The Department of Environmental Quality will begin accepting applications in October for an additional round of funds for public school districts to purchase more propane or electric school buses. Sign up here to receive updates on funding opportunities.

Additional information on the Volkswagen Environmental Mitigation Trust and efforts to reduce air pollution in Virginia is available on the Department of Environmental Quality’s website.


~ Herring is outlining current state and federal tenant protections to help Virginians stay in their home as the COVID-19 pandemic continues to affect the Commonwealth ~

RICHMOND(August 19, 2021) – Attorney General Mark R. Herring is outlining the various state and federal tenant protections that are currently in place to help Virginians stay in their homes as the deadly COVID-19 pandemic continues to affect the Commonwealth.
“The sad reality is that too many Virginians across the Commonwealth continue to find themselves in tough financial situations because of the ongoing COVID-19 pandemic and they may have a hard time making ends meet or paying their rent,” said Attorney General Herring. “I want to help all Virginians and their families stay in their homes during this ongoing global health crisis, which is why it’s so important to make sure that tenants stay up to date on eviction protections, as they have changed over the past year.”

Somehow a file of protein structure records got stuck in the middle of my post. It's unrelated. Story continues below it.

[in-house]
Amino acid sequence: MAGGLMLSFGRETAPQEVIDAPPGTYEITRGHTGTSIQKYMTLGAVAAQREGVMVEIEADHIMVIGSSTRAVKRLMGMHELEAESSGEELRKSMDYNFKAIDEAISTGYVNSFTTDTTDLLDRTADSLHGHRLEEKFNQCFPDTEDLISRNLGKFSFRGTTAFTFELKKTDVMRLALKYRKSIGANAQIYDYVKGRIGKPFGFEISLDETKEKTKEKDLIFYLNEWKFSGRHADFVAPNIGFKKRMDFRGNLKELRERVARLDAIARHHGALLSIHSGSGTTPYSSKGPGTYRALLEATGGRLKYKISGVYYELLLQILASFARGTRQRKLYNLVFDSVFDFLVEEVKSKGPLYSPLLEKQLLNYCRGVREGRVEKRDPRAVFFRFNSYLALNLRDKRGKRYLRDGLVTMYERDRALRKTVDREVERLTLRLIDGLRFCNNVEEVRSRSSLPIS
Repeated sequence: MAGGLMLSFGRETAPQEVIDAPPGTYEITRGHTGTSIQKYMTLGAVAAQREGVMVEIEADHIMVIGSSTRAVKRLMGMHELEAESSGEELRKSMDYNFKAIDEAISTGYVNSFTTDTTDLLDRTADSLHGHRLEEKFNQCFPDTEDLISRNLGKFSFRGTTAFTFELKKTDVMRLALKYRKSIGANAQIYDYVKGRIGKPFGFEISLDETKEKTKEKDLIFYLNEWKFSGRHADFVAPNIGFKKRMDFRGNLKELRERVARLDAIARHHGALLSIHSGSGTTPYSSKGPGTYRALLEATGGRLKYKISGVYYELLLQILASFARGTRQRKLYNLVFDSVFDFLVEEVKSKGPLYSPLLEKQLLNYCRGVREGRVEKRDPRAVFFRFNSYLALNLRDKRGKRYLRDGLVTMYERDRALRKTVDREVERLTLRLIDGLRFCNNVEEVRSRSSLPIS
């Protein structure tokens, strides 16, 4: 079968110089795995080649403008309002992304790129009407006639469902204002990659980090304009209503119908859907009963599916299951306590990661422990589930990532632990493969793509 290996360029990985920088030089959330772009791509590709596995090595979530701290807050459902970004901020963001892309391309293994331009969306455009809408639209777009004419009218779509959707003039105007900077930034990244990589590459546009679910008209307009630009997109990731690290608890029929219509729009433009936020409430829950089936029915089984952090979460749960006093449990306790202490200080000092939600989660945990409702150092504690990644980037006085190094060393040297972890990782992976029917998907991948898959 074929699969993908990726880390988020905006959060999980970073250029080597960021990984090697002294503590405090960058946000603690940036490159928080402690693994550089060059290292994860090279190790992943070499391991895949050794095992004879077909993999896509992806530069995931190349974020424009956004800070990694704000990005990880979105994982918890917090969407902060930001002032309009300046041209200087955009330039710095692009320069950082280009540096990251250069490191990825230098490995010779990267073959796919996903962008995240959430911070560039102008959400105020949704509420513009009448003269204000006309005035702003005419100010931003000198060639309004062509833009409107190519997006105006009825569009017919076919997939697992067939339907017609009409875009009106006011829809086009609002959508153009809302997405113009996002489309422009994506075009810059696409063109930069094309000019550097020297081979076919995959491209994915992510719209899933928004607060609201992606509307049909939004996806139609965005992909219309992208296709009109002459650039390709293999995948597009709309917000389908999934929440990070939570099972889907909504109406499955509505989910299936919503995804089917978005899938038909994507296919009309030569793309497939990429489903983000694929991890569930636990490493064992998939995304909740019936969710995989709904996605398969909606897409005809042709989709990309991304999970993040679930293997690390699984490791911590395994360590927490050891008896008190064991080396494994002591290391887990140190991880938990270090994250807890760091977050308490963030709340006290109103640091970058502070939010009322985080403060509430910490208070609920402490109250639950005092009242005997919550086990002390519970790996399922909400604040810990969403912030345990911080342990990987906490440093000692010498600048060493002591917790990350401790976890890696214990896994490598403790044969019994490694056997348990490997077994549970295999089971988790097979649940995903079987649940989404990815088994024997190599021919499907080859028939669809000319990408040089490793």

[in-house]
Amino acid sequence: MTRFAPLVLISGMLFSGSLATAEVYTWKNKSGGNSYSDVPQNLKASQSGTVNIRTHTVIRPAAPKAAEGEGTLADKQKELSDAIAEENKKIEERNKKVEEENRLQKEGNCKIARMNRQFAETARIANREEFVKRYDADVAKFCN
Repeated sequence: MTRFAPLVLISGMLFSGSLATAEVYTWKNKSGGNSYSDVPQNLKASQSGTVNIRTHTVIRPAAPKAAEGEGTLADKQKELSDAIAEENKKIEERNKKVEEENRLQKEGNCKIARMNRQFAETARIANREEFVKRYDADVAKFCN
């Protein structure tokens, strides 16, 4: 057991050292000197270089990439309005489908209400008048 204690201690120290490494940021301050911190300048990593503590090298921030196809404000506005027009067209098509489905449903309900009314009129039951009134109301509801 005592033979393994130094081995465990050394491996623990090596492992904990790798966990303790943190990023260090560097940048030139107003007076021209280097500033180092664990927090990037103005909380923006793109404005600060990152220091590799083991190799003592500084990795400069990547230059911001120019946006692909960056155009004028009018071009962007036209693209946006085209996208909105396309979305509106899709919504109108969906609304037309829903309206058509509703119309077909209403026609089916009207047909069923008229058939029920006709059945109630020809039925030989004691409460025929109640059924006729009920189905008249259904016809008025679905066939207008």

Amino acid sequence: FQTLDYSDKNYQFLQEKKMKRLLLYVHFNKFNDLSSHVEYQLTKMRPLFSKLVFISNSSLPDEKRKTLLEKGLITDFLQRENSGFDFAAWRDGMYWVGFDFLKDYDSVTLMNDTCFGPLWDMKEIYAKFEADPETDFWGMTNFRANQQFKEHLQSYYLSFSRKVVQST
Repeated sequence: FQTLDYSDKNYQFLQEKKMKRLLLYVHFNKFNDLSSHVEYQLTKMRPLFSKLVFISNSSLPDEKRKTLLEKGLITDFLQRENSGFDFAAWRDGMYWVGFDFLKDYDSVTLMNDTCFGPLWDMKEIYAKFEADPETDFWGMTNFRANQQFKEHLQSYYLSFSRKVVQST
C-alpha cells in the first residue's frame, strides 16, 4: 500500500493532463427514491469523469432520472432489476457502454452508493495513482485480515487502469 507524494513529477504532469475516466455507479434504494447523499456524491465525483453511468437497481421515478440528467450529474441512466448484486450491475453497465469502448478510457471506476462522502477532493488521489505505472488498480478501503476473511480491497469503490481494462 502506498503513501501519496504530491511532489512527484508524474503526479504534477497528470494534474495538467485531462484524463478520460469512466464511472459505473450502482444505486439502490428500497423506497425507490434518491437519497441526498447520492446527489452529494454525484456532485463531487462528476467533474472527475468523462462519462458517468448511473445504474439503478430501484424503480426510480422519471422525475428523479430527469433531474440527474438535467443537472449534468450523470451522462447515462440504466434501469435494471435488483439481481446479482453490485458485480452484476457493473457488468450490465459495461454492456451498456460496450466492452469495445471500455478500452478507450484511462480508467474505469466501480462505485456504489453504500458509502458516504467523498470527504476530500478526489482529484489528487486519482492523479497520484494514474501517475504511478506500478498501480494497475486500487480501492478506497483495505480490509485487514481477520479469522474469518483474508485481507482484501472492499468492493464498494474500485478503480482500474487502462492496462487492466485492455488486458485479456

Virginia Eviction Protections Effective Through June 30, 2022
  • If someone in a tenant’s household has experienced a financial hardship related to COVID-19, their landlord may not take any action to get possession or evict for nonpayment of rent unless the landlord:
  • Gives tenant a 14-day nonpayment notice informing the tenant about the Rent Relief Program (RRP), and
  • Unless the tenant pays in full, enters into a payment plan, or has already has applied for RRP, the landlord must apply for RRP on the tenant’s behalf within the 14-day period.
  • Landlords must cooperate with RRP applications by providing all information and documents needed.
  • After application for rent relief funds, landlords may not take any action to evict unless:
  • The tenant is not eligible for RRP, or
  • The tenant refuses to cooperate with RRP application, or
  • RRP funds are not approved in writing within 45 days of the first completed application, or
  • For any subsequent application, RRP funds are not approved in writing within 14 days of a complete application, or
  • RRP funds are depleted.
  • If a tenant is complying with a written payment plan, their landlord may not evict for nonpayment of rent.
Virginia Rent Relief Program
  • Tenants may apply for the statewide Rent Relief Program at http://www.dhcd.virginia.gov/rmrp.
  • Chesterfield County tenants should apply for rent relief with Chesterfield Emergency Rent Assistance (CERA) at http://actsrva.org/chesterfield-emergency-rent-and-utility-assistance-cera.
  • Tenants in Fairfax County can apply for rent relief through Coordinated Services Planning at https://www.fairfaxcounty.gov/health-humanservices/eviction-prevention
  • Basic eligibility requirements:
  • Household income at or below 80% Area Median Income
  • Rent amount at or below 150% Fair Market Rent
  • Loss of income related directly or indirectly to COVID-19, or increase in expenses related directly or indirectly to COVID-19
  • Required documentation:
  • Rental agreement (valid lease or alternative lease documentation)
  • Tenant/landlord ledger
  • Tenant income documentation
  • Landlord’s Virginia W-9
  • RRP landlord/tenant agreement